In oral surgery, patients are routinely informed about their treatment and what to expect afterwards. This includes advice on wound care and pain management. The patient is supposed to remember the information given and this would contribute to a less bothersome postoperative period [1,2]. The effect of providing verbal information and instructions to the patients could lower anxiety [2,3] and postoperative pain [4-6]. However, verbal information is generally not well remembered , which may be especially true for oral surgery procedures as these procedures are generally considered as stressful [8-13]. Accordingly, it has been hypothesized that instructions should not be given immediately before the surgical procedure . To assess if the timing of giving information to the patients has an effect on the amount the patient can recall and on postoperative pain levels, we decided to assess this further in patients referred for third molar removal. Possibly the timing of information given to the patient may be relevant and can be used to optimize our patient care regarding pain and postoperative self-care and awareness.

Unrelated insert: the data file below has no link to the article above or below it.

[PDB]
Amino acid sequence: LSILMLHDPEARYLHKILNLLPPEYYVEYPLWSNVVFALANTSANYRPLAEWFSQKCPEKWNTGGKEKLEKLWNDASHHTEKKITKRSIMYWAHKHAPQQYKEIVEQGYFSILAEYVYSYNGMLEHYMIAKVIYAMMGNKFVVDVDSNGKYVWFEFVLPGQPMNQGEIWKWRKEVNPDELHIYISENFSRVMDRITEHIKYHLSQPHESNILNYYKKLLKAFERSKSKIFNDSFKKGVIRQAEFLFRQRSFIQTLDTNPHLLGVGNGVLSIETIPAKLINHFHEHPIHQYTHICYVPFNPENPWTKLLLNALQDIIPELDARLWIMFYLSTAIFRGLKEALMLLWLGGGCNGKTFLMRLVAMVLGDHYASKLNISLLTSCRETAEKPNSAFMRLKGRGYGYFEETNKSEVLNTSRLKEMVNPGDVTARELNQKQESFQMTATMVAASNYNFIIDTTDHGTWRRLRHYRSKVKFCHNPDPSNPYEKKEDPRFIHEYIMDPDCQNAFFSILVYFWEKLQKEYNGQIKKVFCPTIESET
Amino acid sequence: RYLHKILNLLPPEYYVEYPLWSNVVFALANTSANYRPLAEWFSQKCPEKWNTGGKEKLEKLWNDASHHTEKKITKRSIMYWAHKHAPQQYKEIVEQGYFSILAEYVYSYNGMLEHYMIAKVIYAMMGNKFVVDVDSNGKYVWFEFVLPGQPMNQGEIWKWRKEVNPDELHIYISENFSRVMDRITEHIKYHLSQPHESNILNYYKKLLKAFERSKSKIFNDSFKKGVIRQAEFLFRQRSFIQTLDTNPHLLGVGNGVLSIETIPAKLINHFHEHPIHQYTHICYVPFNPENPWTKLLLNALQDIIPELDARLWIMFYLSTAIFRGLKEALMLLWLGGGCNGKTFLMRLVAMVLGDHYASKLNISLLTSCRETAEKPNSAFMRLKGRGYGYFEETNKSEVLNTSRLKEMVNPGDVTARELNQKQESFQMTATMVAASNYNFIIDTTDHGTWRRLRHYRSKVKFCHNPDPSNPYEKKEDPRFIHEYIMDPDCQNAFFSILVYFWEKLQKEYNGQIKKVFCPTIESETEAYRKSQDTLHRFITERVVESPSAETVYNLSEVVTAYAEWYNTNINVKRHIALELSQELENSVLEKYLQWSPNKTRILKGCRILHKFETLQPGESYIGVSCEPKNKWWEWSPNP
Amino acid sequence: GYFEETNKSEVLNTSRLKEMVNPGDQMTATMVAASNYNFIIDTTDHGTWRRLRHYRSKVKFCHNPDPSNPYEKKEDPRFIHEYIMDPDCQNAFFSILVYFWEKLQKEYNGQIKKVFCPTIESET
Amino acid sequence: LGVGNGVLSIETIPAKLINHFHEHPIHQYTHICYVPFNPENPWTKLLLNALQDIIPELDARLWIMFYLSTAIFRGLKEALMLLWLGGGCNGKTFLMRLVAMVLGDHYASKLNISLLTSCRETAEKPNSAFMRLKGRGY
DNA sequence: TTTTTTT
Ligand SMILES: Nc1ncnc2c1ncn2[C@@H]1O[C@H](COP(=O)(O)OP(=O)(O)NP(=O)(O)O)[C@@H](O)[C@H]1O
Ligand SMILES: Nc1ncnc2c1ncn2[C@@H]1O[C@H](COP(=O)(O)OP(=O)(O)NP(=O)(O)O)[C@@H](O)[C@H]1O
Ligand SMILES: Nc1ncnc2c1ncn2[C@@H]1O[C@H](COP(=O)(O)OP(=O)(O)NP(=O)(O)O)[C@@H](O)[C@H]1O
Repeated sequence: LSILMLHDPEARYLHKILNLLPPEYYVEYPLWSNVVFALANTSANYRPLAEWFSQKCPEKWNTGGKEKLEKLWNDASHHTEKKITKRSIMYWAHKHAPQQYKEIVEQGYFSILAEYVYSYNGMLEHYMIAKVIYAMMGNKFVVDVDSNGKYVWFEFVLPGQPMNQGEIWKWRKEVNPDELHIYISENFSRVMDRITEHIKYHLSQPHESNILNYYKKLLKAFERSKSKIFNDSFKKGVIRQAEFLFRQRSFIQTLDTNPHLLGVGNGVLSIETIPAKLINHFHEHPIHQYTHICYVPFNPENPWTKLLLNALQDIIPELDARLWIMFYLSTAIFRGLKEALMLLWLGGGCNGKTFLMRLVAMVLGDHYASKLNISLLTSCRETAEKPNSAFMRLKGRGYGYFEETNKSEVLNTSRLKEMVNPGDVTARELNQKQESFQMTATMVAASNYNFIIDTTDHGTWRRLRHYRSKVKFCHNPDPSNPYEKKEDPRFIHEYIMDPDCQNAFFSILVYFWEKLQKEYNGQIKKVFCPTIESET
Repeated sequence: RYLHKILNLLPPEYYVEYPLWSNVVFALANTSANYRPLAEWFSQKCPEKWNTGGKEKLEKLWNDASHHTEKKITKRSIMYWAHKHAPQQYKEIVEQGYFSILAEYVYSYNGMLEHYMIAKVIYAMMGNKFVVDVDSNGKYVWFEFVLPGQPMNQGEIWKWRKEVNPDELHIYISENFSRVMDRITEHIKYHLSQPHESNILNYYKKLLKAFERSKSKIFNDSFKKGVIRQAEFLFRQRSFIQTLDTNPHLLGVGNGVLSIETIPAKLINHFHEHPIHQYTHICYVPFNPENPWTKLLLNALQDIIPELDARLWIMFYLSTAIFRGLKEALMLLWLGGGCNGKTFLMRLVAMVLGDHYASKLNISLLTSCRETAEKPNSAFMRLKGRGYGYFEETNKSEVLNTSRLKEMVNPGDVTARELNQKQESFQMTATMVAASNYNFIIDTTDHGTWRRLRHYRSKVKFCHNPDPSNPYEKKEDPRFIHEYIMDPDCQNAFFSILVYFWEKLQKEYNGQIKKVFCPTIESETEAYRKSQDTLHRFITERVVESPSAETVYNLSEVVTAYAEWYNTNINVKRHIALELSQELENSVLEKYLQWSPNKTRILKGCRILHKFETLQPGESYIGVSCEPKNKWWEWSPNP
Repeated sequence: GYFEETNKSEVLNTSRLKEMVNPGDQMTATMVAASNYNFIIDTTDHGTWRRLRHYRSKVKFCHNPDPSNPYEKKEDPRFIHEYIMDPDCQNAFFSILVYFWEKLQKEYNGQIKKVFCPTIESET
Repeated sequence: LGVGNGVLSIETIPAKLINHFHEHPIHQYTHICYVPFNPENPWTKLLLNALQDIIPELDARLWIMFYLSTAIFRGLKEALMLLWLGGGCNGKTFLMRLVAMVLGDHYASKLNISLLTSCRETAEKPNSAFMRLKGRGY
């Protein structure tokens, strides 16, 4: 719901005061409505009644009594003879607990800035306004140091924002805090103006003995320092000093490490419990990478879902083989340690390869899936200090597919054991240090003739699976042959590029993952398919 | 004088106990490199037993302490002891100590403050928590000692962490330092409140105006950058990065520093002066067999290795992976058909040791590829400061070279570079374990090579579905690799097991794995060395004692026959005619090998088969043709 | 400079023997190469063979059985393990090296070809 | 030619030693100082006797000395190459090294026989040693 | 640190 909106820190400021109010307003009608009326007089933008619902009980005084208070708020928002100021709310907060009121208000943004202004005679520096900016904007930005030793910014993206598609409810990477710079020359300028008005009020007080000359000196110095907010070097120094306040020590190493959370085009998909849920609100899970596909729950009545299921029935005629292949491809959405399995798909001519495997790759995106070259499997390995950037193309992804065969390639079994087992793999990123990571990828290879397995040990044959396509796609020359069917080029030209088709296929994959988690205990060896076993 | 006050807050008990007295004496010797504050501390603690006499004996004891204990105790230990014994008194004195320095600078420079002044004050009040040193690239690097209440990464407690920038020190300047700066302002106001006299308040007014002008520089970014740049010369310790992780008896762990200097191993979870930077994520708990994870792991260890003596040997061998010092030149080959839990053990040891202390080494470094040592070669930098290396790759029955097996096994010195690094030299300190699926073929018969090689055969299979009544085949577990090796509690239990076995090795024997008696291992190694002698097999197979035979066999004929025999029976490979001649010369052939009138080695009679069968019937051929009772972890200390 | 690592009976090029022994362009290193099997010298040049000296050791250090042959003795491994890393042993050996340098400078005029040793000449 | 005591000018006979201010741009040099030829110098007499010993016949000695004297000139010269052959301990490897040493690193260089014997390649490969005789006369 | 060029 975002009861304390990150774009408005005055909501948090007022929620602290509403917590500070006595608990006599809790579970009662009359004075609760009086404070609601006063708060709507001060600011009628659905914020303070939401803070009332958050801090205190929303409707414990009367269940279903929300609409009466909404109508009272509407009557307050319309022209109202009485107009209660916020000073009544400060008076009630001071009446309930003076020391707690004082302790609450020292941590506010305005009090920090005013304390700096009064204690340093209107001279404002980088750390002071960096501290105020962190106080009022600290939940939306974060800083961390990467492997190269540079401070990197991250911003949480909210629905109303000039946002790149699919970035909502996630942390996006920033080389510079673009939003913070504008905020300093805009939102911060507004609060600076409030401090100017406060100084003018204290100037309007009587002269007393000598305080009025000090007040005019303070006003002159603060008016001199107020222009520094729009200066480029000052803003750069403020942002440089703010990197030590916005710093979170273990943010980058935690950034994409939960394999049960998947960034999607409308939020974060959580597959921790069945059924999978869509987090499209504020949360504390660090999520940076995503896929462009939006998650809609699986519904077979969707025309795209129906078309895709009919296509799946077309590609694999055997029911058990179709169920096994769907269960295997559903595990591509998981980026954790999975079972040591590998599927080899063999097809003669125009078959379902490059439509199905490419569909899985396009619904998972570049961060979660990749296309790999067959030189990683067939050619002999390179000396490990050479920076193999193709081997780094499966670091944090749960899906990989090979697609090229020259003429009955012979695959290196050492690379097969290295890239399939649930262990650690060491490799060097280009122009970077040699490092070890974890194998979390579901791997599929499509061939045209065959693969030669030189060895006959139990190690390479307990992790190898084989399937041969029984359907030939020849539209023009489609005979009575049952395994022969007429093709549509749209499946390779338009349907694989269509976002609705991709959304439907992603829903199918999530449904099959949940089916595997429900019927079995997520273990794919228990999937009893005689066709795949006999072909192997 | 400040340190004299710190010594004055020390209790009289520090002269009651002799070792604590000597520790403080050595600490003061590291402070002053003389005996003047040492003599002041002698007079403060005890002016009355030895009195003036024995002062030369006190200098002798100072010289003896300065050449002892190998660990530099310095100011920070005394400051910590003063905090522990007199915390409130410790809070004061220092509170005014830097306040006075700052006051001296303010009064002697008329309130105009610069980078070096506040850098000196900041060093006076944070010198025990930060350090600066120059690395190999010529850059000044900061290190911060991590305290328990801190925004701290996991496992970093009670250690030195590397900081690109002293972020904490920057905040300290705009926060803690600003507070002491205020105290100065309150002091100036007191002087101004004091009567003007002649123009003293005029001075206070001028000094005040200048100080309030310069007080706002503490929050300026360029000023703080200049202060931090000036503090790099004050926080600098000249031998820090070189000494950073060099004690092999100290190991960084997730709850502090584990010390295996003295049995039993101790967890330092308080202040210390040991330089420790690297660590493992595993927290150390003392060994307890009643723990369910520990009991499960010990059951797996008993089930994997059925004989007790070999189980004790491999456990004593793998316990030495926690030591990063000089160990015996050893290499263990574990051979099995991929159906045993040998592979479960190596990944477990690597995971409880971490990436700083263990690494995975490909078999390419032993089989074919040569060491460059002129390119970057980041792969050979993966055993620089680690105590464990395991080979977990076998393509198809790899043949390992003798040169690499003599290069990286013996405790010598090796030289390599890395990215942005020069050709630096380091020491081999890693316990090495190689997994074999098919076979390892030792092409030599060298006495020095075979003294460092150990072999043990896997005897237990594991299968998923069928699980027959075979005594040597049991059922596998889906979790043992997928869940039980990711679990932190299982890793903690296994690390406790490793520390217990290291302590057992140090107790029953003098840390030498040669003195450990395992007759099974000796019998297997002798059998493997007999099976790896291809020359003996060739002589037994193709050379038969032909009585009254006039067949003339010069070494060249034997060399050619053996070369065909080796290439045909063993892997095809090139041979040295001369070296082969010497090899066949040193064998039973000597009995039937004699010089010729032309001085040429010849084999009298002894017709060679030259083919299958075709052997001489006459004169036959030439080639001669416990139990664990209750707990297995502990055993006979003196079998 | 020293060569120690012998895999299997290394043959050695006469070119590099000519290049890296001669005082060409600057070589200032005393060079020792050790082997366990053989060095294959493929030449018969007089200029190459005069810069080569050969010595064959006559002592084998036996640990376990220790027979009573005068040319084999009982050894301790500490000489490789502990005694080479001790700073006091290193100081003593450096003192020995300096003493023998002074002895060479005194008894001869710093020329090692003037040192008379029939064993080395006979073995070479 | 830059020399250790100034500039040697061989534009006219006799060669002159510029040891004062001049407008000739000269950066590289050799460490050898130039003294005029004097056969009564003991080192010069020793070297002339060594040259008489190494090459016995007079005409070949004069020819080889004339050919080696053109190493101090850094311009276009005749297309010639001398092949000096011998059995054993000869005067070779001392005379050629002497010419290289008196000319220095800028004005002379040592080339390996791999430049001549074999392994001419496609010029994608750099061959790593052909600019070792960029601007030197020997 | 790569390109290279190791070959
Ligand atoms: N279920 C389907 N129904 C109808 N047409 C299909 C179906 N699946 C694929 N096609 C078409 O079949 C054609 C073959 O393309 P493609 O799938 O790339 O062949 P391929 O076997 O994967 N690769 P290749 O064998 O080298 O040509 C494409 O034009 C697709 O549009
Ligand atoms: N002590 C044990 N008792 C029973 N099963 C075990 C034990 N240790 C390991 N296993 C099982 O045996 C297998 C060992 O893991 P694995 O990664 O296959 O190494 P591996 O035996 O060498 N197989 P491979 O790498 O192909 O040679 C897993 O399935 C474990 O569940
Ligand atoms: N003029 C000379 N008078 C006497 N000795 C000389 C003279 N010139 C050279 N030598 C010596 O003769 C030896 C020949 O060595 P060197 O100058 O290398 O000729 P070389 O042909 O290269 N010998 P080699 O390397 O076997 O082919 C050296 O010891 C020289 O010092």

The inclusion criteria were an indication for the surgical removal of one lower third molar (right or left side) under local anesthesia, aged between 16 and 65 years, and no recent third removal surgery (< 6 months). The exclusion criteria were mental retardation, language barriers, recent third molar removal (< 6 months), pregnancy and the use of anxiolytic medication.
When patients were considered eligible to participate in the study, these patients were informed about the study. It was specifically stated that the study was about the patient information and assessment of postoperative pain. It was NOT mentioned that memory function was to be measured since this would trigger the patient to memorize.